Postby rynhardt » Fri May 31, 2019 10:26 am
So... Now I have two prismatic hull shapes, with angled bottom and side faces.
They have the same volume, and the same density (in this case, say the density is 0.8 relative to water).
Their geometry is different. One hull (10% planing) is tall and narrow, and the other hull (90% planing) is short and wide.
At zero velocity (relative to the fluid), both hulls displace 80% of their volume in water, and they float. Both hulls displace the same amount of water, and geometry plays no part in the lift force (which at zero velocity is due to buoyancy).
At nonzero velocity, however, the geometry plays an important role. For now let's say the wetted surface area of both hulls are the same and we can ignore the viscous drag.
The motive force pushing the hull through the water has to overcome the reactive forces of the water it is displacing to keep the velocity constant.
These reactive forces are made up of planing lift forces and nonplaning lift forces, depending on their orientation to gravity.
This reactive force of the water is equal to pressure times area, i.e. F = A * P, [Newton]
and the pressure is proportional to the velocity squared, i.e. P ∝ v^2, [Savitsky et al]
thus, the reactive force is proportional to the area and the velocity squared, i.e. F ∝ A * v^2.
The faster the hull moves, the more reactive force (lift) the water is applying, but proportional to the square of the velocity.
For the 10% planing hull, the bottom face is proportionally tiny and does not contribute much to the planing lift force. This force is not zero, but it is small. It does still lift the hull out of the water the faster the hull moves. As it lifts the hull, there is less lifting surfaces (both sides and bottom) in contact with the water and less reactive force for the hull to overcome.
However, the side faces are encountering a proportionally much larger amount of reactive force from the water which mostly dominates the amount of total reactive forces seen by the hull.
So even though the bottom face is lifting up the hull, thereby decreasing the amount of surface area pushing against the water, the reactive force increases much faster than the decrease in surface area compensates for.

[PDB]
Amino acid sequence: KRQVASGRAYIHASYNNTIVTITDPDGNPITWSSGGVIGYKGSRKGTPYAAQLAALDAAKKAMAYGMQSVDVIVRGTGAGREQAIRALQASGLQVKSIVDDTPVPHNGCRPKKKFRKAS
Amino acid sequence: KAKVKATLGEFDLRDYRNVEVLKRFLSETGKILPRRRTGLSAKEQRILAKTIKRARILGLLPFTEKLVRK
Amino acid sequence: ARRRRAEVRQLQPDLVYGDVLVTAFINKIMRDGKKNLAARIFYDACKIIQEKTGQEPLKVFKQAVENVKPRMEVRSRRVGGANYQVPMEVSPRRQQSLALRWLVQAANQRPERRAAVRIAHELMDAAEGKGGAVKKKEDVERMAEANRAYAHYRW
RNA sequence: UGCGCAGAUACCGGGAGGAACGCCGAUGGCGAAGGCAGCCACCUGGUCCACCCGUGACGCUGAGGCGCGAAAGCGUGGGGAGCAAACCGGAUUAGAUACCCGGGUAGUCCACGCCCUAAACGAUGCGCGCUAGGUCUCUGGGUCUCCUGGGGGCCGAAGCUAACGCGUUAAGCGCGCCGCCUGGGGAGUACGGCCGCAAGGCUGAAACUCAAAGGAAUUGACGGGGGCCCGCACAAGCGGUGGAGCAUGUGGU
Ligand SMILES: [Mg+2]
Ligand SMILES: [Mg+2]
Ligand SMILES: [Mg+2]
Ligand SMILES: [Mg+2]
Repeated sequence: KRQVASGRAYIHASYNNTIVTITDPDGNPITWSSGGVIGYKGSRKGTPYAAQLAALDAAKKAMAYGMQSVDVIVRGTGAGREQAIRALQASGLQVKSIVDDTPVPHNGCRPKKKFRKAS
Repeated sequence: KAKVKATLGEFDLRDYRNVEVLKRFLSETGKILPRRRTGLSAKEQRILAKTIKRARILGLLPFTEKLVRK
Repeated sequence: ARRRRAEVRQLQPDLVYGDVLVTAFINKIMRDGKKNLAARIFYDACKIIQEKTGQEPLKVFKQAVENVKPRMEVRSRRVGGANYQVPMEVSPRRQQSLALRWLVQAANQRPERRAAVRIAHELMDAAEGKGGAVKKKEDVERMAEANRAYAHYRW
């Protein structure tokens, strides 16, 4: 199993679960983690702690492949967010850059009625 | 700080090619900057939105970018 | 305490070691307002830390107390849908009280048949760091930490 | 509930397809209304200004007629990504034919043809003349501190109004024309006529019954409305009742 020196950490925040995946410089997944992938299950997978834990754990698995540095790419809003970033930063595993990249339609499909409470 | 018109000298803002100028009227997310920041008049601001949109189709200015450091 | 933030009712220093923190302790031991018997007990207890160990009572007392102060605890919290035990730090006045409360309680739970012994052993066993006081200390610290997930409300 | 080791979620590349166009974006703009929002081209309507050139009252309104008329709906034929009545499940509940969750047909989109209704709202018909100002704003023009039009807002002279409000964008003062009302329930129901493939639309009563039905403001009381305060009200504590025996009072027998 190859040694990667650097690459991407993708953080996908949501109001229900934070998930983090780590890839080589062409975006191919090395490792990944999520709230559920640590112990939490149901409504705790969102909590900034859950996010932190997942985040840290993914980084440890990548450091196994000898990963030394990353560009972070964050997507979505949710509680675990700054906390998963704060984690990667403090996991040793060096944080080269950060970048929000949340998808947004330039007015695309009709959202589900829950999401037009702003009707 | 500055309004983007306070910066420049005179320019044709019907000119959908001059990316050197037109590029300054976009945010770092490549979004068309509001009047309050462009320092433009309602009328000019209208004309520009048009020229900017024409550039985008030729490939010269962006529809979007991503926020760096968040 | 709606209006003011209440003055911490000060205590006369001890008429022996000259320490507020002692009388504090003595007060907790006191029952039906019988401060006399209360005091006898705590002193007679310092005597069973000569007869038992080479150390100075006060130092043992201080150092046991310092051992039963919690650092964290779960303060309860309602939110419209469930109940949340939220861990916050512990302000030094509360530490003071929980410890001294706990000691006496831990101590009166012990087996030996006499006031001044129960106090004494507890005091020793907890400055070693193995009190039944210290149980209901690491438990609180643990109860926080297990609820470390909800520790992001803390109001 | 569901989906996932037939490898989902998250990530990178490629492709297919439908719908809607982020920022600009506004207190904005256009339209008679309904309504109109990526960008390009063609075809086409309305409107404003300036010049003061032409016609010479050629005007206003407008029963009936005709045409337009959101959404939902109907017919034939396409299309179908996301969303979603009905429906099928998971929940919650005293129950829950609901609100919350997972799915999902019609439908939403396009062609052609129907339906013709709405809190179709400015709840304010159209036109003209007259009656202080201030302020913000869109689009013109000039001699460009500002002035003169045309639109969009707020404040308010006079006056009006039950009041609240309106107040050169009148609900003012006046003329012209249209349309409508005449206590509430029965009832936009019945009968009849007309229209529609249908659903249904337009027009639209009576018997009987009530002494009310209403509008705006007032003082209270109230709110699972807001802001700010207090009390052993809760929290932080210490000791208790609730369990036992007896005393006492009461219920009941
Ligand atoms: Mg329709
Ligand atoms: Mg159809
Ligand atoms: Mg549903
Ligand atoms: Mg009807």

Given a sufficiently large enough motive force, the 10% planing hull will eventually start to plane, but it will take a large amount of motive force (low efficiency).
For the 90% planing hull, the bottom face is proportionally large and contributes significantly to the planing lift force. As the velocity increases, the amount of lifting surface in contact with the water decreases much more rapidly, and the total area driving the reactive forces diminishes much faster to compensate for the exponential increase in reactive pressure.
The 90% planing hull is able to reduce its reactive surface area much faster than the 10% planing hull, due to the bottom surface lifting the hull out of the water, and therefore requires much less motive force to overcome the reactive forces of the water (high efficiency).
In summary:
* All real, physical, rigid hulls displace water at zero relative velocity.
* All real, physical, rigid hulls will experience both planing forces and nonplaning forces at nonzero relative velocity.
* The geometry of these hulls will to a large extent determine how efficiently they make use of motive power to overcome the water's reactive force.
Typically when someone talks of a planing hull, they mean a hull that is efficient in overcoming water resistance above a certain relative velocity.
And yes, there are other forces and complications at play that I've conveniently ignored for the sake of simplification.

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